shares of any other mutual fund for the shares initially held.

LAW AND ANALYSIS

  Section 61(a) of the Internal Revenue Code provides that gross income
means all income from whatever source derived, including interest and
dividends.

  Rev. Rul. 77-85, 1977-1 C.B. 12, holds that the purchaser of an
'investment' annuity contract, by means of which the purchaser individually
selected and controlled one or more investments in a portfolio comprising a
separate account of the life insurance company issuing the contract, is
considered the owner of the underlying investments for federal income tax
purposes. Similarly, Rev. Rul. 80-274, 1980-2 C.B. 27, holds that the
purchaser of an annuity contract, by means of which the purchaser selected
and controlled specified certificates of deposit issued by a savings and
loan association, is considered the owner of the certificates for federal
income tax purposes. Under the facts of both rulings, the purchasers
possessed sufficient incidents of ownership with respect to the underlying
investments or certificates so that the interest, dividends, or other
income therefrom was held to be includible in gross income of the
purchasers under section 61(a) of the Code.

  In Rev. Rul. 81-225, 1981-41 I.R.B. 5, the Service described four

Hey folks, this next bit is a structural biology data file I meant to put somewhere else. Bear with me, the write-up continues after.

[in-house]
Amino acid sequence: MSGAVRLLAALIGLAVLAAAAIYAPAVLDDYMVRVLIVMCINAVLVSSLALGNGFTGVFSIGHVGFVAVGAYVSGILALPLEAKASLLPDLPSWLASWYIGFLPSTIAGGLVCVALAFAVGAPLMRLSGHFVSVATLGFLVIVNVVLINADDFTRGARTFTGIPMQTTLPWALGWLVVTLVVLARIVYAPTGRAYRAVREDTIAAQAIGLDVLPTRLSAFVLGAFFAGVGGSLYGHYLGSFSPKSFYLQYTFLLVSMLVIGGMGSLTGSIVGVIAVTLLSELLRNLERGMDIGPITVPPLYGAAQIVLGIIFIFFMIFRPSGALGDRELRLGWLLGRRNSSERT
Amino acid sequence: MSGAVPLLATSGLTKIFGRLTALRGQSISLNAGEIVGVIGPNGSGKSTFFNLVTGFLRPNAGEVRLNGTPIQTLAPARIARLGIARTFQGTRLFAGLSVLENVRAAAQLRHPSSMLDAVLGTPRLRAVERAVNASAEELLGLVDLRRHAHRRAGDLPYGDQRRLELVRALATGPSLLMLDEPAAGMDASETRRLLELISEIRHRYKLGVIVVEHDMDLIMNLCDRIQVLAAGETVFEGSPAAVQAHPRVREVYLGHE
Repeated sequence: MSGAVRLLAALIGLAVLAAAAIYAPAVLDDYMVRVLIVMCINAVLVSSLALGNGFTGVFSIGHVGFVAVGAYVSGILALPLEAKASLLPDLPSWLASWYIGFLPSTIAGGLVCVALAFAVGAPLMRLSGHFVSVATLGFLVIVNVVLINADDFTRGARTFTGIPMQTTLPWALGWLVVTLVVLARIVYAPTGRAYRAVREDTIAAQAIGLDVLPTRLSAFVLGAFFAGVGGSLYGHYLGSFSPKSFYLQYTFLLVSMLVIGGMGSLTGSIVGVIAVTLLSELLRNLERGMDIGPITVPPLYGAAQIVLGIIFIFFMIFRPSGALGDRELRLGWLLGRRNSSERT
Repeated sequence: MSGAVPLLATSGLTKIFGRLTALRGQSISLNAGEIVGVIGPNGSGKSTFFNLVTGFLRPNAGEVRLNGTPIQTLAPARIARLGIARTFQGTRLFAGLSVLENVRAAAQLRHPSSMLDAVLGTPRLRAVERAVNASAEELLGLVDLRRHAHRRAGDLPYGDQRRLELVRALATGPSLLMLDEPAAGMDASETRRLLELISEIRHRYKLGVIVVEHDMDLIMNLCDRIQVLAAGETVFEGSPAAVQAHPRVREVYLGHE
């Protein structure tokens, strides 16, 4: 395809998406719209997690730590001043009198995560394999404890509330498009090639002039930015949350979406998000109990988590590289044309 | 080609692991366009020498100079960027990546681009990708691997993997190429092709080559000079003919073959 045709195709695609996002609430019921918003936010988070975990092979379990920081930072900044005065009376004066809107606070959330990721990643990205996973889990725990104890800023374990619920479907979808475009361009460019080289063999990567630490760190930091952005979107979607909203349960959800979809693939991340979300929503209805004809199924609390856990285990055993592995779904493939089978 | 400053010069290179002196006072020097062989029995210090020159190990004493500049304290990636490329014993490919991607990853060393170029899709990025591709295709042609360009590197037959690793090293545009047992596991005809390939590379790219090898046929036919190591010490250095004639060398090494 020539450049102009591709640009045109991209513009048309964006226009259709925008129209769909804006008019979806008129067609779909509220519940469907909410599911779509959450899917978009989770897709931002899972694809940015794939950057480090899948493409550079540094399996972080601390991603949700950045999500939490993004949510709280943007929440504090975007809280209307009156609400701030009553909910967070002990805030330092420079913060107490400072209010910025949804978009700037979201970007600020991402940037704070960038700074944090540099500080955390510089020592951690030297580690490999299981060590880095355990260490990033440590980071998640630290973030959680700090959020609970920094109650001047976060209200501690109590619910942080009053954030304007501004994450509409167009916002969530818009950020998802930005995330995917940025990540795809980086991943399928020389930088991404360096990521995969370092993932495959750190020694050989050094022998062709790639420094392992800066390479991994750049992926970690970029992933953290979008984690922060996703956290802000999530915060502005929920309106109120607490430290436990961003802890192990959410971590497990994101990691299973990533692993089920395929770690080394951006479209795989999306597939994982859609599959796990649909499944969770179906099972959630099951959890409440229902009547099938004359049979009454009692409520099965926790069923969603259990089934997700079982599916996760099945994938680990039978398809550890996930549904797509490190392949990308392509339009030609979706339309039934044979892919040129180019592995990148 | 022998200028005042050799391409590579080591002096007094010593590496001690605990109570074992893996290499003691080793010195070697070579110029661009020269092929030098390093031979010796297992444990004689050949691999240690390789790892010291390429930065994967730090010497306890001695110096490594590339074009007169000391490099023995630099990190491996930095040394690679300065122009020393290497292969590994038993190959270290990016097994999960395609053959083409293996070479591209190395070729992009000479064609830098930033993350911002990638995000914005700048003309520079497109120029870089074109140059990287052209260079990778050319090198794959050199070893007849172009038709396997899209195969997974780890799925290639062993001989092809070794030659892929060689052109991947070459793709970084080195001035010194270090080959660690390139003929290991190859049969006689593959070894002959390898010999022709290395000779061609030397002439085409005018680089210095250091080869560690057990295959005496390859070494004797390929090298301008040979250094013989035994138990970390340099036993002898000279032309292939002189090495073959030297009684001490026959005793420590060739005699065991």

situations in which investments in mutual funds, pursuant to annuity
contracts, are considered owned by the policyholder (and not the insurance
company) and one situation in which the insurance company is considered the
owner of the investments. In the four situations in which the policyholders
are considered the owners of the investment securities, the policyholders
had investment control over the mutual fund shares and possessed sufficient
other incidents of ownership to be considered the owners of the shares for
federal income tax purposes. In each of the four situations the mutual fund
shares were available for purchase not only by the prospective purchasers
of the annuity contracts, but also by other members of the general public.
The policyholders' position in each situation was substantially identical
to what it would have been had the mutual fund shares been purchased
directly by the policyholders. Conversely, in the situation in which the
mutual fund shares were not available to the public and investment
discretion did not rest with policyholders, the insurance company was
considered to be the owner for federal income tax purposes.

  Under Rev. Rul. 81-225, in order for the insurance company to be
considered the owner of the mutual fund shares, control over individual
investment decisions must not be in the hands of the policyholders.
However, the ability to choose among broad, general investment strategies
such as stocks, bonds or money market instruments, either at the time of
the initial purchase or subsequent thereto, does not constitute sufficient
control over individual investment decisions so as to cause ownership of
the private mutual fund shares to be attributable to the policyholders.

HOLDING

  IC, and not the policyholder, is the owner of the investment company
shares for federal income tax purposes.

FN1. Also released as News Release IR-82-38, dated March 18, 1982

Rev. Rul. 82-54, 1982-1 C.B. 11, 1982-14 I.R.B. 5.